Feds Warn Of Life Settlement Dangers
The quiet “life settlement” industry was shaken recently when the federal government warned investors about the risks associated with these little-regulated investments. Although a life settlement still may be a viable option for savvy investors, you’re advised to proceed with caution.
The basic idea of a life settlement is that the owner of a policy can sell it to a funding company, typically for more than the policy’s cash value but for only 30% to 80% of its death benefit. In most cases, the seller is someone who no longer wants or needs the policy, or who can’t afford to pay the premiums. The owner generally receives a lump sum cash payment.
The funding company then pays the premiums to keep the policy in force until the insured person dies, at which time the company receives the face value of the insurance. Meanwhile, the funding company sells shares in pools of the policies it owns. Investors don’t know how long premiums will have to be paid or when the policy proceeds will be distributed, both of which help determine the returns on this investment. If the insured people die sooner than expected, that boosts returns; if they die later, returns will suffer.
A report from the Government Accountability Office (GAO) raised concerns about a “lack of clear, consistent state oversight” of life settlements. A dozen states and the District of Columbia don’t have laws specifically addressing life settlements, and in those jurisdictions, policyholders may not know whether they’ve received fair value for their policies, and investors may be in the dark about an asset that isn’t tied to stock market performance.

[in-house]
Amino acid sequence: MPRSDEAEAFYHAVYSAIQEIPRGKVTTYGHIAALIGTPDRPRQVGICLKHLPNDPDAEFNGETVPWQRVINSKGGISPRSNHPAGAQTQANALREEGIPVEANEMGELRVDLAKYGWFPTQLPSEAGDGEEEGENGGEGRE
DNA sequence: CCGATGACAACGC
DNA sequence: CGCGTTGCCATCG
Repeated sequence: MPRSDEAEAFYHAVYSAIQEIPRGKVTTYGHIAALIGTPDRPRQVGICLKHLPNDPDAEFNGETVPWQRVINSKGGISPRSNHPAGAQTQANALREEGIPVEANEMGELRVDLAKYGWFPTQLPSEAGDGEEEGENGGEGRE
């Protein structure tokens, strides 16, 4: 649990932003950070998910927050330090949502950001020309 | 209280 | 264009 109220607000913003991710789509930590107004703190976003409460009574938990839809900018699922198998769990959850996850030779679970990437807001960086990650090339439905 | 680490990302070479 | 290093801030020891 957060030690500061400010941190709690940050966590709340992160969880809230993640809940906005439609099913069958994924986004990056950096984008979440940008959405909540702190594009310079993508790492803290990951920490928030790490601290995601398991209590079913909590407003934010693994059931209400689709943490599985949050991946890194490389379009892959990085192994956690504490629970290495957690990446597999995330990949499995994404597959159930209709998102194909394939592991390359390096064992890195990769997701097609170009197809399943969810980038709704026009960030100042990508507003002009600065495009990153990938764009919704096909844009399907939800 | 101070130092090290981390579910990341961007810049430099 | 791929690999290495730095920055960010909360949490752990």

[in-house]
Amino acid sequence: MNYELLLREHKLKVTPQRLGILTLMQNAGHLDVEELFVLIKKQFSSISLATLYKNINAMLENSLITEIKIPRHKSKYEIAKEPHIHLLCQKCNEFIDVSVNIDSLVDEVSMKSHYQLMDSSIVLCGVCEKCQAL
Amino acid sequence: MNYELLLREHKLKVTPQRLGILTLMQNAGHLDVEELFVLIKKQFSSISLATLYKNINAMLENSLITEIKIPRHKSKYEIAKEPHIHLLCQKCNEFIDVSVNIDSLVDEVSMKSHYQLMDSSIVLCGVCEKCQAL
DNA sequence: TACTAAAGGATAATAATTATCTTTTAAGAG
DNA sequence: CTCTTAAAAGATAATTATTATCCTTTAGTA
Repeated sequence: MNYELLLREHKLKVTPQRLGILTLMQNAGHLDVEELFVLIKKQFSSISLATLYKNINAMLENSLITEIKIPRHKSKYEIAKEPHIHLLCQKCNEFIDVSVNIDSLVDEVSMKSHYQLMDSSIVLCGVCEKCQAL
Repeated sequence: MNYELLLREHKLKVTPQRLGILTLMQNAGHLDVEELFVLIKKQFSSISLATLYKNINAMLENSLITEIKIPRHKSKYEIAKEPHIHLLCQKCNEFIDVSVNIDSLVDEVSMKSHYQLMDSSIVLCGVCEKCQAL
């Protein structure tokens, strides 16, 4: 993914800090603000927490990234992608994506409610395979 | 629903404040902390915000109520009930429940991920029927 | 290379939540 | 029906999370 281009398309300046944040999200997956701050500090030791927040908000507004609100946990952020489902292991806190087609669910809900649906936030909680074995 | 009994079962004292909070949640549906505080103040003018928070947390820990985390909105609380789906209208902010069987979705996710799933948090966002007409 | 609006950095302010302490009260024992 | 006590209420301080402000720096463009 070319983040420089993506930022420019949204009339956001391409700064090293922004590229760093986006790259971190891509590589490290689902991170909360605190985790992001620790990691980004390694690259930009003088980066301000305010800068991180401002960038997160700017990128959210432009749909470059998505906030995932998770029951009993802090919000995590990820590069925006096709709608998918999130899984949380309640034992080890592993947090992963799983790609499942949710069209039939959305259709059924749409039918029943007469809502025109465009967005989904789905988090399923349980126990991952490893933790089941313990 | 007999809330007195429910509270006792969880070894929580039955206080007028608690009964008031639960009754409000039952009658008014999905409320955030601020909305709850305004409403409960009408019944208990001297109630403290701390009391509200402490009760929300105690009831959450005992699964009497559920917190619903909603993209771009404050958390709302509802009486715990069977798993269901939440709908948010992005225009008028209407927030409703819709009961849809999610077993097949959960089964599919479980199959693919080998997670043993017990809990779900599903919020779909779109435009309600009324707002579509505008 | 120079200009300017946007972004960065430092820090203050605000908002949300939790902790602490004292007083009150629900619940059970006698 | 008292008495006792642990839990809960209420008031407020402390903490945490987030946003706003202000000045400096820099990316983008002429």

The GAO report follows a recommendation from the U.S. Securities and Exchange Commission (SEC) that investors would benefit from tighter regulation of this industry. The largest regulatory body for the securities industry—the Financial Industry Regulatory Authority (FINRA)—came to the same conclusion in 2009.
Investors in life settlements face at least four key risks. The first is longevity risk—that with life expectancies increasing, the people insured by policies in life settlements may live longer than expected. A second, related risk is underwriter error, in which the insurer underestimates life expectancies, while a third is legal risk—that because of fraud, the failure of insurance companies, or other problems, policy proceeds don’t go to investors. Finally, there’s liquidity risk. If investors are unable to pay policy premiums, the insurance will lapse and there will be no payout.
These are complicated investments, and whether you’re buying or selling, it’s crucial to understand the risks and potential benefits. If you have questions about life settlements, please give us a call.
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